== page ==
On the needles… I wish I could say I was farther on my mom’s sweater than I am, but I am farther.  I just spent the last week rereading the news after the kids’ bedtime, and as it doesn’t update instantly, is an unproductive exercise.  Still, I do a bit a row at a time and that is great.

Last Thoughts. Well, may we always remember how we looked out for each other more at such a time as this.  May the ache in our hearts lead to a greater faithfulness when our churches can offer Masses/services again.  May we love our homes all the more for the extra time we have spent in them.  And may we love each other more, for in the end…

we are all in the same boat.

(yes, this has turned out to be another Covid-19 email)

family life · farm life · my thoughts on the subject · The fine art of crafting

January

I have decided to update at least once a month, as things get crazy and it’s no good waiting until they aren’t. 😉

Our Sunshine, in a nutshell.

Around the Haus…

Turned almost 40, cut my hair three inches shorter, have to confess I love the 30s more than the 20s. Life is just good overall, my friends.

Some of us are another year older. Trooper turned 16 in December, Sunshine and Squire had their joint birthday this month, and I had my own two days later. One gift-to-self was Blessed is She’s “Gift of You” course. I rarely get the chance to attend a retreat these days, and even though I watched the sessions while doing laundry triage, it was well worth it and so refreshing.

This, in a nutshell, is the third teenager in the family: The Squire.

Laundry triage…. My sister’s husband got to see our house for the first time this past Christmas, and as I gave him the tour, I also apologized for the laundry room. Matter-of-factly, he asked me why I should apologize for not being caught up. “You have ten kids!” Point well taken. It is what it is. Luckily he didn’t see it after we all came down with ‘Flu B at the beginning of the New Year! Fortunately, Haus Meister had repainted our bedroom (Behr Natural Grey) and we splurged on LL Bean flannel sheets as a Christmas gift, so at least if we were down and out, we were down and out in comfort! But ugh… ‘Flu B….

Recovery Mode. “The Dean’s Watch” by Elizabeth Goudge is now one of my all-time absolute favorites. I read it yearly. Next up is “In This House of Brede” by Rumer Godden.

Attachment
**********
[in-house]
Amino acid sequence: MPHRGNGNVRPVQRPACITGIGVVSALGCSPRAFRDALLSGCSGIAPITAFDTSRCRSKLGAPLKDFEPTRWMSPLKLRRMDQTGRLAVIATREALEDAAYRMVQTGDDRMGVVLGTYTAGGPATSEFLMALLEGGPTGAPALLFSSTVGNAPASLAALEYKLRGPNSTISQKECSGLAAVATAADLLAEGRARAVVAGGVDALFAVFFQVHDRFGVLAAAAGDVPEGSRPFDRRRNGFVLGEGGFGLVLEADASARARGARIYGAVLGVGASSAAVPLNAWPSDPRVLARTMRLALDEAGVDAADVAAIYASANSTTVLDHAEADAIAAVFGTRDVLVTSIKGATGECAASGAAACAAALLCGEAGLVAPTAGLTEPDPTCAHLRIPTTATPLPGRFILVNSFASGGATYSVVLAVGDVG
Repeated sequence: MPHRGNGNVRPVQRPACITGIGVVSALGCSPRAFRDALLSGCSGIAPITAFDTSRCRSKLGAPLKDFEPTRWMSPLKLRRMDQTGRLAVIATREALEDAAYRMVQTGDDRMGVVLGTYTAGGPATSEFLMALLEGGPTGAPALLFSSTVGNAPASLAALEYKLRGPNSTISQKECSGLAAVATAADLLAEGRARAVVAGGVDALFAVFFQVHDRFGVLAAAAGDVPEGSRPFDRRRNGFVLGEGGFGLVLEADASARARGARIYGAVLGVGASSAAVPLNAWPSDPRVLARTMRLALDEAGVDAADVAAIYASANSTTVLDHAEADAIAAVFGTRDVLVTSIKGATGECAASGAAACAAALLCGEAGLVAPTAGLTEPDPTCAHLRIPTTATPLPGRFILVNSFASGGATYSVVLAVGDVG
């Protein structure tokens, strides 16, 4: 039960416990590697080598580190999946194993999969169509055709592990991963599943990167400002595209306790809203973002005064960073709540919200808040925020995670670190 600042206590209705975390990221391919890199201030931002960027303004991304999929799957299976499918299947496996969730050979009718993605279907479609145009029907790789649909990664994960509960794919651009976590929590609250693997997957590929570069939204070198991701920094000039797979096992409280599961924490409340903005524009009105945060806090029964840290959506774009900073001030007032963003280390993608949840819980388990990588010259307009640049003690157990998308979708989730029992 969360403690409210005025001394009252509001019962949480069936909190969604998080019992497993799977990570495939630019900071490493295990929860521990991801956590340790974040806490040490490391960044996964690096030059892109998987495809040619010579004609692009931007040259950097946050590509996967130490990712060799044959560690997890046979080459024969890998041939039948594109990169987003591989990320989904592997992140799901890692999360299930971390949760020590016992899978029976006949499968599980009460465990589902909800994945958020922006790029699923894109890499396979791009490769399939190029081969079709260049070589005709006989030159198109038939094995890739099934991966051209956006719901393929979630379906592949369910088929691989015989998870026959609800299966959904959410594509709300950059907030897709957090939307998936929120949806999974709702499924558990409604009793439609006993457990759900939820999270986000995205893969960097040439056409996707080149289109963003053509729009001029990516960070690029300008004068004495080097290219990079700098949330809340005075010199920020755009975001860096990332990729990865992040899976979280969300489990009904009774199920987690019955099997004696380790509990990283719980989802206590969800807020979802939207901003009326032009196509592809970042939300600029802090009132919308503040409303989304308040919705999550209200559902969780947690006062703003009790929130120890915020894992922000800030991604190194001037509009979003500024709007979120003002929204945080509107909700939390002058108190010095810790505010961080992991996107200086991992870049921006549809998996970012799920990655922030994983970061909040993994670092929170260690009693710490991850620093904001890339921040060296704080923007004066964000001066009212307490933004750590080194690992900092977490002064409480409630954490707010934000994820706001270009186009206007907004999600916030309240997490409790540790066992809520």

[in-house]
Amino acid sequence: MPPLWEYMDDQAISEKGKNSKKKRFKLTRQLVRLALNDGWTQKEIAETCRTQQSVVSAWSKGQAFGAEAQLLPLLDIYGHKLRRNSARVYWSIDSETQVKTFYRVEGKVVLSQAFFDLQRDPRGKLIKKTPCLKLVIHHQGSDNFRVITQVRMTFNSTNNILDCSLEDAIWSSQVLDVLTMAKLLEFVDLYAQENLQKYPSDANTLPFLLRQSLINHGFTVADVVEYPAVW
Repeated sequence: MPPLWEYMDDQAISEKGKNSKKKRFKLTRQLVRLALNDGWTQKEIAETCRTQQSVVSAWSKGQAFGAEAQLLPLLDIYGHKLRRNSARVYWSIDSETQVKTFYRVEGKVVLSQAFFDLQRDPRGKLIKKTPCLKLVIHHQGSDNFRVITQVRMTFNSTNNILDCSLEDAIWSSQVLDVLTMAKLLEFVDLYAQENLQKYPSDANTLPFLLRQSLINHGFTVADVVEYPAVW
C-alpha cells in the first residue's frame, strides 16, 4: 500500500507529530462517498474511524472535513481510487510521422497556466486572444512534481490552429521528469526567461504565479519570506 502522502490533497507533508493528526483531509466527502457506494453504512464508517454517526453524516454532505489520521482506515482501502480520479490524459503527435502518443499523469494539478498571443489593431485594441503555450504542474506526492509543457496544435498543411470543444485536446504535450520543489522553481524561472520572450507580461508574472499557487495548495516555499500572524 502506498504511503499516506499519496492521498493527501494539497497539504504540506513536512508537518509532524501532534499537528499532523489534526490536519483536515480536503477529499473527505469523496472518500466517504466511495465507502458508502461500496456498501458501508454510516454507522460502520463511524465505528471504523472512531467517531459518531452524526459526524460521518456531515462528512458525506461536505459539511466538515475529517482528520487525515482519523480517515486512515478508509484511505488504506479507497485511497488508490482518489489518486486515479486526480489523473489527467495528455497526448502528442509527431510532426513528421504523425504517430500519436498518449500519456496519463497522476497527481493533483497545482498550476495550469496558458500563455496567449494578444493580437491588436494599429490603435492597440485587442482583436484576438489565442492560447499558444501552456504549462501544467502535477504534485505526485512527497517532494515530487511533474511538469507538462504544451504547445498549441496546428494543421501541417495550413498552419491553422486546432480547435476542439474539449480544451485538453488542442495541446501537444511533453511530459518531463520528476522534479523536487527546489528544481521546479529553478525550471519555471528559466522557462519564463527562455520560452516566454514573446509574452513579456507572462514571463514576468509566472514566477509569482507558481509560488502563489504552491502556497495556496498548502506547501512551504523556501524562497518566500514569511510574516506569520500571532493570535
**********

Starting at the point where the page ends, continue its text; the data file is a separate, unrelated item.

That begs another question. After we recovered, Haus Meister and I pledged that next year we would endure taking all of us in for a flu shot. That has definite merits! On the other hand, just as we recovered, headlines screamed, “Flu Shots May Not Be Strong Enough for this Year’s Flu!” Can you win for losing? I don’t know anymore.

But I digress…

(That should be the tagline for this blog)

Around the Farm….

The hens survived the molt season and are giving 6-8 eggs a day even in winter (despite the one oviraptor in the flock). The rooster likes to think he rules the roost. The ducks are also doing well. Two of them are laying pretty regularly. Duck eggshells are thicker than chicken eggshells, but I can just imagine they’ll make beautiful pysanky next Easter…

The bees… I hope I mentioned the bees. Haus Meister invested in two prime nucs last Spring, but one was lost due to pesticides toward the end of summer. The other has been doing all right. At least, they’re still buzzing!

Last year for my birthday, Haus Meister gave me some VegTrugs. One is just full of dirt at present and serves as a pseudo-sandbox/mudpie arena for the girls. The other I’ve planted garlic in, and so far it seems to be doing well. Of course, I’ve never planted garlic before, so how do I know? It’s NOT DEAD YET. 😉

As I mentioned in a long ago post, I often leave food out on our back deck for our resident feral cat, Tabitha Twitchett. However, last October, a larger tabby showed up at her spot. He was so large, I thought at first it was the raccoon, but then he turned and looked at me with a look (I thought at the time) of pure deviltry. We had been watching the 1940s Disney “Legend of Sleepy Hollow,” so we named the newcomer “Brom Bones.” Brom returned once or twice between October and November, but began to show up regularly toward Christmas.